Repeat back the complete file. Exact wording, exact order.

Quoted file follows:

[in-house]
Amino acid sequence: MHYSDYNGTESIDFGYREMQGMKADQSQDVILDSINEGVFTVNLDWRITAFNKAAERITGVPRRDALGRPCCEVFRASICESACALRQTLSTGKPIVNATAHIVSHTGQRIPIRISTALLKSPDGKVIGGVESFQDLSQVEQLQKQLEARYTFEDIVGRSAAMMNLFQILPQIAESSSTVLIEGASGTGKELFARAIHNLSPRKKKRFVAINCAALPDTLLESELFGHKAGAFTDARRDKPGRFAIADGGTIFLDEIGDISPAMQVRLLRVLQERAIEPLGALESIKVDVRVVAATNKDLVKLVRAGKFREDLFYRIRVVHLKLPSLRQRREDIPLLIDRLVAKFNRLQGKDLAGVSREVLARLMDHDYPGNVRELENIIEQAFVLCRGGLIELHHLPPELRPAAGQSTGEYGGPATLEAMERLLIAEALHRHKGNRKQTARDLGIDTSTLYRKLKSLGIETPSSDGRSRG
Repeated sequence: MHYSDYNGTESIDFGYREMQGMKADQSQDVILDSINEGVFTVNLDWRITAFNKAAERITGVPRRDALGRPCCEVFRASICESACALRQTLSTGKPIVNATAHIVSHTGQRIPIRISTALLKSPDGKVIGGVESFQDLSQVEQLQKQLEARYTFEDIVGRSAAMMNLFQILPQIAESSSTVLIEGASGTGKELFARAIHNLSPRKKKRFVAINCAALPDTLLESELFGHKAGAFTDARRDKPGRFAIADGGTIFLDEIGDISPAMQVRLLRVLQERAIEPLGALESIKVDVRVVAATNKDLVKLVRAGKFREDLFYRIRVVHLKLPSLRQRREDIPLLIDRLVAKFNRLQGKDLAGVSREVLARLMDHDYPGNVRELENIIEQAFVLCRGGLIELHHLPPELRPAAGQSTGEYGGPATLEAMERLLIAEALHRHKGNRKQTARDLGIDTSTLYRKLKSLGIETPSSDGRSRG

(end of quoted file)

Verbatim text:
[in-house]
Amino acid sequence: MHYSDYNGTESIDFGYREMQGMKADQSQDVILDSINEGVFTVNLDWRITAFNKAAERITGVPRRDALGRPCCEVFRASICESACALRQTLSTGKPIVNATAHIVSHTGQRIPIRISTALLKSPDGKVIGGVESFQDLSQVEQLQKQLEARYTFEDIVGRSAAMMNLFQILPQIAESSSTVLIEGASGTGKELFARAIHNLSPRKKKRFVAINCAALPDTLLESELFGHKAGAFTDARRDKPGRFAIADGGTIFLDEIGDISPAMQVRLLRVLQERAIEPLGALESIKVDVRVVAATNKDLVKLVRAGKFREDLFYRIRVVHLKLPSLRQRREDIPLLIDRLVAKFNRLQGKDLAGVSREVLARLMDHDYPGNVRELENIIEQAFVLCRGGLIELHHLPPELRPAAGQSTGEYGGPATLEAMERLLIAEALHRHKGNRKQTARDLGIDTSTLYRKLKSLGIETPSSDGRSRG
Repeated sequence: MHYSDYNGTESIDFGYREMQGMKADQSQDVILDSINEGVFTVNLDWRITAFNKAAERITGVPRRDALGRPCCEVFRASICESACALRQTLSTGKPIVNATAHIVSHTGQRIPIRISTALLKSPDGKVIGGVESFQDLSQVEQLQKQLEARYTFEDIVGRSAAMMNLFQILPQIAESSSTVLIEGASGTGKELFARAIHNLSPRKKKRFVAINCAALPDTLLESELFGHKAGAFTDARRDKPGRFAIADGGTIFLDEIGDISPAMQVRLLRVLQERAIEPLGALESIKVDVRVVAATNKDLVKLVRAGKFREDLFYRIRVVHLKLPSLRQRREDIPLLIDRLVAKFNRLQGKDLAGVSREVLARLMDHDYPGNVRELENIIEQAFVLCRGGLIELHHLPPELRPAAGQSTGEYGGPATLEAMERLLIAEALHRHKGNRKQTARDLGIDTSTLYRKLKSLGIETPSSDGRSRG